03-22-2021, 07:36 PM
You guys are great. Many thanks!

03-22-2021, 08:20 PM
One other tip since you are a new 5th wheeler - know your rigs height and look up!

terry and jo
03-22-2021, 09:15 PM
One other tip since you are a new 5th wheeler - know your rigs height and look up!

This is good for more than just backing into a site. This needs to be known for overpasses over highways.

Also, I advise the spotter to be at the rear of the trailer. Even with a rear camera, the driver might miss something at either roof level or bumper level. There could be occasions when something will clear the bumper but not the trailer in front of the bumper.


03-23-2021, 09:08 AM
This isn't the exact same question but it does involve backing a 5th wheel by a newbie. Can I add this scenario here? We just changed from a 42 FT Diesel Pusher to a 34 ft 5th wheel being towed by a F250 Gaser. We did our due diligence and we are perfectly setup for the weight etc of our rig and it pulls as if it is not even there. However, our pad where we park is on a step hill with a gravel driveway. When I say steep, I mean maye a 45 degree hill that is fairly long as driveways go.... perhaps 200 ft. We can't keep enough traction to get the rig up on the pad. Tires spin on the gravel. Suggestions have been to asphalt it..(about $5k) or to add crush and run to it (about 1.5K but concerned it will wash away in rain), to abandoned ur $40k pad and give up. I don't want to put more $ into something that will ultimately fail. Thoughts?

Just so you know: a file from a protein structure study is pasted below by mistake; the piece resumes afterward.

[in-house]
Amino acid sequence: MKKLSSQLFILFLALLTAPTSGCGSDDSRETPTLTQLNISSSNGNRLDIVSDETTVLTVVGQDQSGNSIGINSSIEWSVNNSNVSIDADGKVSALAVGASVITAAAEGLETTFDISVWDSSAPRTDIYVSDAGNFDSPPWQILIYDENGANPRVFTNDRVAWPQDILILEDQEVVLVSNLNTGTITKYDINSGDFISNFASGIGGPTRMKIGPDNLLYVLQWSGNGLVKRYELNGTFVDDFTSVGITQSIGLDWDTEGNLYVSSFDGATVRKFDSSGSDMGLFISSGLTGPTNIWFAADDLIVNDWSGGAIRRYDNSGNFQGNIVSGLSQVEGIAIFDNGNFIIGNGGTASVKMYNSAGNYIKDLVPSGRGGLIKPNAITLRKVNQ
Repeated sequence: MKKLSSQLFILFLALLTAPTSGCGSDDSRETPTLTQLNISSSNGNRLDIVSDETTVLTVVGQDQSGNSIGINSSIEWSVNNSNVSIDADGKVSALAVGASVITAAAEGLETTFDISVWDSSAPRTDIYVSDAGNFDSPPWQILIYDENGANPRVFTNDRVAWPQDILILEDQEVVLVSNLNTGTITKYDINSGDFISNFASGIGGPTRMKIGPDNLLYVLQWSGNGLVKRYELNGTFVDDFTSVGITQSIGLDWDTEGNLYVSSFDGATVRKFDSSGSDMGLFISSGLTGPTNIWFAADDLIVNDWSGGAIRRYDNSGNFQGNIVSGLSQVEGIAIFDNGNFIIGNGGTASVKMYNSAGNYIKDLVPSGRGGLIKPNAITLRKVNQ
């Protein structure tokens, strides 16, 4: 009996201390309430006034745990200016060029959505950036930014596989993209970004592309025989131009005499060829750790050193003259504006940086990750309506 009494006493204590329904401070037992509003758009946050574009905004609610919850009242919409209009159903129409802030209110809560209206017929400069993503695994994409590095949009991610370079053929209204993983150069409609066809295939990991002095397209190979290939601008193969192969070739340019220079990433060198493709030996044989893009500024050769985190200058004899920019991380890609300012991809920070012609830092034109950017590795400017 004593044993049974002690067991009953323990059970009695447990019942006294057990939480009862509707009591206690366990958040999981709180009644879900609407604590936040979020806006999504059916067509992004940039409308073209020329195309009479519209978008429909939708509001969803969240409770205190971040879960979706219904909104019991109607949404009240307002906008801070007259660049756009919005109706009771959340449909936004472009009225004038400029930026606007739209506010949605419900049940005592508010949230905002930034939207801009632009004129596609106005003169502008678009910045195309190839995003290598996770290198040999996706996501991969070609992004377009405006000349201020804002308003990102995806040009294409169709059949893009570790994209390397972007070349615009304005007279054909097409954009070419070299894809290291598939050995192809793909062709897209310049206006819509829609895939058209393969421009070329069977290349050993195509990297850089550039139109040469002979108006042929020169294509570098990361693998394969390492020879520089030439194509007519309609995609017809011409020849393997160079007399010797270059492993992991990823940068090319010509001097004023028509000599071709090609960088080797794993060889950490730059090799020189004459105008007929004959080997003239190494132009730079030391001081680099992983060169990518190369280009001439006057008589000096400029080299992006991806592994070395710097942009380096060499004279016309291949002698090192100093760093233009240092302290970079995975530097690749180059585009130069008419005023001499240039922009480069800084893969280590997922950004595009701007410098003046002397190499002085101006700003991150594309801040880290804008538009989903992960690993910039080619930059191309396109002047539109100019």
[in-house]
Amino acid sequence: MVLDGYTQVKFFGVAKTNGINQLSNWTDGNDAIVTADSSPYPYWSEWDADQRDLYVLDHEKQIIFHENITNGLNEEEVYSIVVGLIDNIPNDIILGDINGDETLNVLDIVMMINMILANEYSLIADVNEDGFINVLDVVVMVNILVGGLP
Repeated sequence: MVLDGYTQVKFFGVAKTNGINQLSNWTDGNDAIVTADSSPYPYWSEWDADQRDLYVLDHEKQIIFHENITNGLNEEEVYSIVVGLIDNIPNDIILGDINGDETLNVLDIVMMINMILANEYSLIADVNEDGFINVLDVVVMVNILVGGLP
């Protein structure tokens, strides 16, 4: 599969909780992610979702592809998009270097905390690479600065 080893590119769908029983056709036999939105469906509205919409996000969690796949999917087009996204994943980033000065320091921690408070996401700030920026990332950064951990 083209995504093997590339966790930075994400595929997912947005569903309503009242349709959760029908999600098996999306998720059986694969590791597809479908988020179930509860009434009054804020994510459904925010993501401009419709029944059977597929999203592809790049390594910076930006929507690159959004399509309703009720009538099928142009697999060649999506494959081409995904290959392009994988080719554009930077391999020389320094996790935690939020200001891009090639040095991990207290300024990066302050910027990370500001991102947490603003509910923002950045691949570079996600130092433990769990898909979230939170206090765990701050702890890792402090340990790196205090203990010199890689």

03-24-2021, 07:57 AM
Sparkle, your RV has a gross vehicle weight of about 13,600 pounds and the factory lists pin weight empty of about 1,350 pounds. With a 5th wheel of that size your pin weight needs to be in the 2500-2700 pound range. The way to bring that pin weight up of course is to move everything possible forward inside the RV.
I also can't see anywhere that you have a four wheel drive truck. Without 4WD this may be a losing proposition. It may be that the black top is the only real answer.

03-24-2021, 08:16 AM
checked with hubby and our pin weight is good. We do have a 4 wheel drive as well. Our son had a diesel super duty FX4 that he pulls a larger 5th wheel with so I think next step is to see if he can get it up there with his 5th wheel. Thanks for the response.

03-25-2021, 12:08 AM
I owned travel trailers ("bumper pull") for many years, and was surprised how different backing (and somewhat towing) a 5th wheel is. I have a long truck (crew cab, full length bed) and it takes FOREVER to get the truck from one side of trailer centerline to the other. Or maybe it's me and I need to study Denis's post some more!

My Co-Pilot (wife) and I communicate via cell phones (with mine on truck's hands-free) while parking at campground; watching small hand signals in a mirror 50 feet away just doesn't cut it. When home, I do it alone (she's a "nervous" helper, and I can do it myself.

Great thread!